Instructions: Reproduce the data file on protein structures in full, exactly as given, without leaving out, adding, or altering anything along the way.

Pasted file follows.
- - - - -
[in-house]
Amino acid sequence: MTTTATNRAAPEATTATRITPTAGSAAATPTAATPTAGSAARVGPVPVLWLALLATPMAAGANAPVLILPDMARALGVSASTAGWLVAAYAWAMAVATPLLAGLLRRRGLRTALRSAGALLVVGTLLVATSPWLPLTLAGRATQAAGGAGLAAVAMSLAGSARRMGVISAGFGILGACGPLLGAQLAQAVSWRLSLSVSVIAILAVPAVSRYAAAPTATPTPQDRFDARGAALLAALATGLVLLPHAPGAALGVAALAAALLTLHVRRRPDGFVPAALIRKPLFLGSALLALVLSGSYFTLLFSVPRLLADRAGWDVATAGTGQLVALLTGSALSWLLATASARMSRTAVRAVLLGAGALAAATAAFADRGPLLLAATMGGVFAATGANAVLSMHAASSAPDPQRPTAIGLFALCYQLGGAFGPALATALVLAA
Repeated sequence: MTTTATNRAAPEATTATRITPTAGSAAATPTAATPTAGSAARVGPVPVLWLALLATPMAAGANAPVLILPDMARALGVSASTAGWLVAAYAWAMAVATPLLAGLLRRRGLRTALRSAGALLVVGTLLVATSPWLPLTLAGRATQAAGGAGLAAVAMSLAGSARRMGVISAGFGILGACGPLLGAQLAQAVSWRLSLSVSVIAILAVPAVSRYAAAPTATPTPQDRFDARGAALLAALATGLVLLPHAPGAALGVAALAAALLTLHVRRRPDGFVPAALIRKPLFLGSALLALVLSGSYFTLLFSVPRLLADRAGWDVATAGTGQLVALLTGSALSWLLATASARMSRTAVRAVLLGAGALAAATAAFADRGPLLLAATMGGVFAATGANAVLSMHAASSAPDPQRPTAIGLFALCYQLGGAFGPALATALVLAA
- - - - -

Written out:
[in-house]
Amino acid sequence: MTTTATNRAAPEATTATRITPTAGSAAATPTAATPTAGSAARVGPVPVLWLALLATPMAAGANAPVLILPDMARALGVSASTAGWLVAAYAWAMAVATPLLAGLLRRRGLRTALRSAGALLVVGTLLVATSPWLPLTLAGRATQAAGGAGLAAVAMSLAGSARRMGVISAGFGILGACGPLLGAQLAQAVSWRLSLSVSVIAILAVPAVSRYAAAPTATPTPQDRFDARGAALLAALATGLVLLPHAPGAALGVAALAAALLTLHVRRRPDGFVPAALIRKPLFLGSALLALVLSGSYFTLLFSVPRLLADRAGWDVATAGTGQLVALLTGSALSWLLATASARMSRTAVRAVLLGAGALAAATAAFADRGPLLLAATMGGVFAATGANAVLSMHAASSAPDPQRPTAIGLFALCYQLGGAFGPALATALVLAA
Repeated sequence: MTTTATNRAAPEATTATRITPTAGSAAATPTAATPTAGSAARVGPVPVLWLALLATPMAAGANAPVLILPDMARALGVSASTAGWLVAAYAWAMAVATPLLAGLLRRRGLRTALRSAGALLVVGTLLVATSPWLPLTLAGRATQAAGGAGLAAVAMSLAGSARRMGVISAGFGILGACGPLLGAQLAQAVSWRLSLSVSVIAILAVPAVSRYAAAPTATPTPQDRFDARGAALLAALATGLVLLPHAPGAALGVAALAAALLTLHVRRRPDGFVPAALIRKPLFLGSALLALVLSGSYFTLLFSVPRLLADRAGWDVATAGTGQLVALLTGSALSWLLATASARMSRTAVRAVLLGAGALAAATAAFADRGPLLLAATMGGVFAATGANAVLSMHAASSAPDPQRPTAIGLFALCYQLGGAFGPALATALVLAA